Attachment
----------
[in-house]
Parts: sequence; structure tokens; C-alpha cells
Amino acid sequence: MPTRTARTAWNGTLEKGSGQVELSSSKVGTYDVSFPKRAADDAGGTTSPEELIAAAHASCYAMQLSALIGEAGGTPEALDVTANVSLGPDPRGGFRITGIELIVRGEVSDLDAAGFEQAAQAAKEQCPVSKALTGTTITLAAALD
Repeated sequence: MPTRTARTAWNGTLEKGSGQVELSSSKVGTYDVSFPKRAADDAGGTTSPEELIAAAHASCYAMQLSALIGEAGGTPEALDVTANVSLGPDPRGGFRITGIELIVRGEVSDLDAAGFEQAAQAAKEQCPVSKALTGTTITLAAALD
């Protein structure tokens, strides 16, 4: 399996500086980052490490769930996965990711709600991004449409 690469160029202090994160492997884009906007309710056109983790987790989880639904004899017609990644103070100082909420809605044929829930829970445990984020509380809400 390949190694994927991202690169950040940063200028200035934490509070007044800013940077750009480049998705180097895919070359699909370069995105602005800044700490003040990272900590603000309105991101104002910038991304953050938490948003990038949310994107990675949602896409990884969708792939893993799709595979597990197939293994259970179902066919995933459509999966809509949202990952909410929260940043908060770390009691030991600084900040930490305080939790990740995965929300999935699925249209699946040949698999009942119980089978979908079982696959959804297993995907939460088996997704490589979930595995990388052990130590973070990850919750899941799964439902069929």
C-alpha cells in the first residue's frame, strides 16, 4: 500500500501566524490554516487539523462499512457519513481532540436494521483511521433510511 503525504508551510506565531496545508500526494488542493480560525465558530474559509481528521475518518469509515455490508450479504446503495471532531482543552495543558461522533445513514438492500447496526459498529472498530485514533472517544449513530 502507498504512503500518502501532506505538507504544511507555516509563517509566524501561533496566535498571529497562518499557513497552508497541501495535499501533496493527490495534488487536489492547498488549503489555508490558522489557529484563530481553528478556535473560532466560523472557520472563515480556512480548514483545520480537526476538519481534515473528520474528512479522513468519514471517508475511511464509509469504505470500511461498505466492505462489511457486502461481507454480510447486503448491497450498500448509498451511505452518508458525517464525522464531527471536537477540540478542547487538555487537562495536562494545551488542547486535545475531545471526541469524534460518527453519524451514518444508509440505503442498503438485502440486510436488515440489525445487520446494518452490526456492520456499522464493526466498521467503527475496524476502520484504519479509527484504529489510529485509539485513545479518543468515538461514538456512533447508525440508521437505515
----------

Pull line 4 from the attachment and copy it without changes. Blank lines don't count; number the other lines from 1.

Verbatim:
Repeated sequence: MPTRTARTAWNGTLEKGSGQVELSSSKVGTYDVSFPKRAADDAGGTTSPEELIAAAHASCYAMQLSALIGEAGGTPEALDVTANVSLGPDPRGGFRITGIELIVRGEVSDLDAAGFEQAAQAAKEQCPVSKALTGTTITLAAALD